Davenport Pier is located at the beach below the bluff, but it is not easy to get to. You’ll need sturdy shoes and should only attempt if a rope to guide you down the bluff is present (or, bring your own ropes). Photos can also be taken from the bluff which is much safer.
All in all, this is a great spot for snapping a few photos, grabbing lunch (try American Abalone Farms for oysters, abalone, sea urchin, and crab!), or taking a quick coastal stroll.
SANTA CRUZ, CA
Congrats, you made it to Santa Cruz, land of the surf and laidback vibes!
From gnarly waves to beachside boardwalks to redwood forests, Santa Cruz, CA is the iconic coastal town that you’re probably picturing when someone utters the word “California”. There’s literally so much to do in Santa Cruz, so much that we dedicated an entire post to the best things to do in Santa Cruz, CA!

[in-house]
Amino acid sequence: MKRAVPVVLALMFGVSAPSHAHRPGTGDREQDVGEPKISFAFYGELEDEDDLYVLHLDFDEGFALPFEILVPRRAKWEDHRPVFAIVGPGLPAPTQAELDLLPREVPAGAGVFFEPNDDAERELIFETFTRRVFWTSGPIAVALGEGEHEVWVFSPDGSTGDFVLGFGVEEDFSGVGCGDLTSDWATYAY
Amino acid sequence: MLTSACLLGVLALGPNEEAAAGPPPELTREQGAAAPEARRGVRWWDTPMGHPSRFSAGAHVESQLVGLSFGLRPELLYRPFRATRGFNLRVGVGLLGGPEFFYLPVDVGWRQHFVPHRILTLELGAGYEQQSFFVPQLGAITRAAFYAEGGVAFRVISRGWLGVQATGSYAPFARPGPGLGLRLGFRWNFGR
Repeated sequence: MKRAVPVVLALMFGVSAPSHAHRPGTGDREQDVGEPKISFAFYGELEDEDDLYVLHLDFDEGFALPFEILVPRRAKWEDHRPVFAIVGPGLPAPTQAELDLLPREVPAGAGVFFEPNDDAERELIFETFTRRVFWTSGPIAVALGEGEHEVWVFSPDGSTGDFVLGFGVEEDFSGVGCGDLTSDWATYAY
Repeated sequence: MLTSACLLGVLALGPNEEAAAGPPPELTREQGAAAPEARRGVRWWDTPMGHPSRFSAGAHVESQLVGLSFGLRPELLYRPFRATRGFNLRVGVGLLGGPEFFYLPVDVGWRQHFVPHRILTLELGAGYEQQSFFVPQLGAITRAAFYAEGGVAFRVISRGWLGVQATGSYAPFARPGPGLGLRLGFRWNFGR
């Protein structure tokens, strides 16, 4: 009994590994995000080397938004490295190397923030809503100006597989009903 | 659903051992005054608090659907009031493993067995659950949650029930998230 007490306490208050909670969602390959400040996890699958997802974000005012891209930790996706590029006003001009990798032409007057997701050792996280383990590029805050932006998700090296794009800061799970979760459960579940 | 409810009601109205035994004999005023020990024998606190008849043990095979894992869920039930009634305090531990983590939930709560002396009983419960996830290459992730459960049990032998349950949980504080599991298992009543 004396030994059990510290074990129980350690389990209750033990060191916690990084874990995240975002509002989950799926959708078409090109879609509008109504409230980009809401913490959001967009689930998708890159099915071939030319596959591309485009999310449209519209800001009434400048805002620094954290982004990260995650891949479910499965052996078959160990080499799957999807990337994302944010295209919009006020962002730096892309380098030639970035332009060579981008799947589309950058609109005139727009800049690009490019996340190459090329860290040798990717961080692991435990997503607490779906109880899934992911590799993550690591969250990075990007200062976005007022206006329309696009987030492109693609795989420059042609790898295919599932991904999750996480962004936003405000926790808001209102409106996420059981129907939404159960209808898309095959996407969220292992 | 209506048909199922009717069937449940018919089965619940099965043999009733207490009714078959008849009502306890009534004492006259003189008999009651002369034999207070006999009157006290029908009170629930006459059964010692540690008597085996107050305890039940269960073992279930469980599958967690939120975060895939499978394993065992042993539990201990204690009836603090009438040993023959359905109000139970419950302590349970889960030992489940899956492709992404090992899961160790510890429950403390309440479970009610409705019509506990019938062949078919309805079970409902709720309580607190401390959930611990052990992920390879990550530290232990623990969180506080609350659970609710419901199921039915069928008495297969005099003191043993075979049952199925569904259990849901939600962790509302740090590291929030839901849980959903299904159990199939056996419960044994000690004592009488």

To get you started, visit The Santa Cruz Surfing Museum to learn all about the city’s significant surf history with artifacts, photographs, and plenty of old-school boards. Due to its many expansive beaches and some of the world’s best off-shore breaks, Santa Cruz is really famous for its laidback surf culture.
Not interested in the surf? Don’t worry, there’s so much more to this city than meets the eye! From there, head to Pleasure Point to enjoy some of the best breakfast burritos in maybe all of California at Point Market (an unsuspecting convenience store that just so happens to serve some huge and yummy breakfast burritos).
Grab some refreshing tiki drinks at Hula’s Island Grill, then stroll around downtown Santa Cruz, being sure to enjoy all the restaurants, coffee shops, surf shops, and vintage shops in the area.